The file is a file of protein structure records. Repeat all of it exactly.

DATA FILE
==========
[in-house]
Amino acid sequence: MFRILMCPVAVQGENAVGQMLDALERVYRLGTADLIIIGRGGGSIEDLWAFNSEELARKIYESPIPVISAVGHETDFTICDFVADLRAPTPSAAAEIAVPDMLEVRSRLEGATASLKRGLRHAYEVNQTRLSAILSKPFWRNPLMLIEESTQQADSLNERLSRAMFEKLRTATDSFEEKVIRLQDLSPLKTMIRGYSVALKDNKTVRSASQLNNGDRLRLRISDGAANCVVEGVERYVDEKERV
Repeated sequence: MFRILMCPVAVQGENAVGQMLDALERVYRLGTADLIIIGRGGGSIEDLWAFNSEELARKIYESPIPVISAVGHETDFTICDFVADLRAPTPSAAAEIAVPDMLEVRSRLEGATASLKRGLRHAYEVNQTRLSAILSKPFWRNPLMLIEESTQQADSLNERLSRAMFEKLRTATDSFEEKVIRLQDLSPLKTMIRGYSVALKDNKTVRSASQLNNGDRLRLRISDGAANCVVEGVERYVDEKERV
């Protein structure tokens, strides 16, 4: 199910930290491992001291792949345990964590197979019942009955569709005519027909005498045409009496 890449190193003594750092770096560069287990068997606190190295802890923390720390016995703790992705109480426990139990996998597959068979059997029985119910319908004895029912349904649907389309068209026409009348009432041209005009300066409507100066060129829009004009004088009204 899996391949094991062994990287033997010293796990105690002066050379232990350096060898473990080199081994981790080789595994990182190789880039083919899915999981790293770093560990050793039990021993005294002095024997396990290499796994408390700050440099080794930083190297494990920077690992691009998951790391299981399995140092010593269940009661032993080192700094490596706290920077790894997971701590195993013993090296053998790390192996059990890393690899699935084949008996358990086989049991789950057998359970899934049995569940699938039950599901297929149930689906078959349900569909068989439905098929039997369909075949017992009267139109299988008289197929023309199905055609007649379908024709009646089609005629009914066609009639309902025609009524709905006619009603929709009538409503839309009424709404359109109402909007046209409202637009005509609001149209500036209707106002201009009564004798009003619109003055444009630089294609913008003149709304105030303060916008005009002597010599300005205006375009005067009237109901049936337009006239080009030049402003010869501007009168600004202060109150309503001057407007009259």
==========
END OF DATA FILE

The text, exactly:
[in-house]
Amino acid sequence: MFRILMCPVAVQGENAVGQMLDALERVYRLGTADLIIIGRGGGSIEDLWAFNSEELARKIYESPIPVISAVGHETDFTICDFVADLRAPTPSAAAEIAVPDMLEVRSRLEGATASLKRGLRHAYEVNQTRLSAILSKPFWRNPLMLIEESTQQADSLNERLSRAMFEKLRTATDSFEEKVIRLQDLSPLKTMIRGYSVALKDNKTVRSASQLNNGDRLRLRISDGAANCVVEGVERYVDEKERV
Repeated sequence: MFRILMCPVAVQGENAVGQMLDALERVYRLGTADLIIIGRGGGSIEDLWAFNSEELARKIYESPIPVISAVGHETDFTICDFVADLRAPTPSAAAEIAVPDMLEVRSRLEGATASLKRGLRHAYEVNQTRLSAILSKPFWRNPLMLIEESTQQADSLNERLSRAMFEKLRTATDSFEEKVIRLQDLSPLKTMIRGYSVALKDNKTVRSASQLNNGDRLRLRISDGAANCVVEGVERYVDEKERV
């Protein structure tokens, strides 16, 4: 199910930290491992001291792949345990964590197979019942009955569709005519027909005498045409009496 890449190193003594750092770096560069287990068997606190190295802890923390720390016995703790992705109480426990139990996998597959068979059997029985119910319908004895029912349904649907389309068209026409009348009432041209005009300066409507100066060129829009004009004088009204 899996391949094991062994990287033997010293796990105690002066050379232990350096060898473990080199081994981790080789595994990182190789880039083919899915999981790293770093560990050793039990021993005294002095024997396990290499796994408390700050440099080794930083190297494990920077690992691009998951790391299981399995140092010593269940009661032993080192700094490596706290920077790894997971701590195993013993090296053998790390192996059990890393690899699935084949008996358990086989049991789950057998359970899934049995569940699938039950599901297929149930689906078959349900569909068989439905098929039997369909075949017992009267139109299988008289197929023309199905055609007649379908024709009646089609005629009914066609009639309902025609009524709905006619009603929709009538409503839309009424709404359109109402909007046209409202637009005509609001149209500036209707106002201009009564004798009003619109003055444009630089294609913008003149709304105030303060916008005009002597010599300005205006375009005067009237109901049936337009006239080009030049402003010869501007009168600004202060109150309503001057407007009259």